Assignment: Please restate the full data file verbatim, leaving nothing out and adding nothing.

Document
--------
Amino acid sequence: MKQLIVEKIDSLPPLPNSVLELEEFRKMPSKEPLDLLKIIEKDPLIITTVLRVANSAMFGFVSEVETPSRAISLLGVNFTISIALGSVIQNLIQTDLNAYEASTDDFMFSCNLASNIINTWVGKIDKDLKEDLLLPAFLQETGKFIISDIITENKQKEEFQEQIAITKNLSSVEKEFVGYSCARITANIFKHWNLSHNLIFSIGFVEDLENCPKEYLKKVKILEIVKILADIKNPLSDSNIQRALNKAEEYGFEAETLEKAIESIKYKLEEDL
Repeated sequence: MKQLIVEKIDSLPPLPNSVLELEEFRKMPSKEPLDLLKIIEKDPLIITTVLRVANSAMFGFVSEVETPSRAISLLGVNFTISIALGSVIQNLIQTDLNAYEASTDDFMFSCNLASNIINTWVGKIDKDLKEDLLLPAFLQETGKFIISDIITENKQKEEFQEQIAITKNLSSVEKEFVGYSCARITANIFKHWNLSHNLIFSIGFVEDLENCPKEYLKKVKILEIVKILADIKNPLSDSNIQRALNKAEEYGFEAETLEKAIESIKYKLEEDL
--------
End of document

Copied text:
Amino acid sequence: MKQLIVEKIDSLPPLPNSVLELEEFRKMPSKEPLDLLKIIEKDPLIITTVLRVANSAMFGFVSEVETPSRAISLLGVNFTISIALGSVIQNLIQTDLNAYEASTDDFMFSCNLASNIINTWVGKIDKDLKEDLLLPAFLQETGKFIISDIITENKQKEEFQEQIAITKNLSSVEKEFVGYSCARITANIFKHWNLSHNLIFSIGFVEDLENCPKEYLKKVKILEIVKILADIKNPLSDSNIQRALNKAEEYGFEAETLEKAIESIKYKLEEDL
Repeated sequence: MKQLIVEKIDSLPPLPNSVLELEEFRKMPSKEPLDLLKIIEKDPLIITTVLRVANSAMFGFVSEVETPSRAISLLGVNFTISIALGSVIQNLIQTDLNAYEASTDDFMFSCNLASNIINTWVGKIDKDLKEDLLLPAFLQETGKFIISDIITENKQKEEFQEQIAITKNLSSVEKEFVGYSCARITANIFKHWNLSHNLIFSIGFVEDLENCPKEYLKKVKILEIVKILADIKNPLSDSNIQRALNKAEEYGFEAETLEKAIESIKYKLEEDL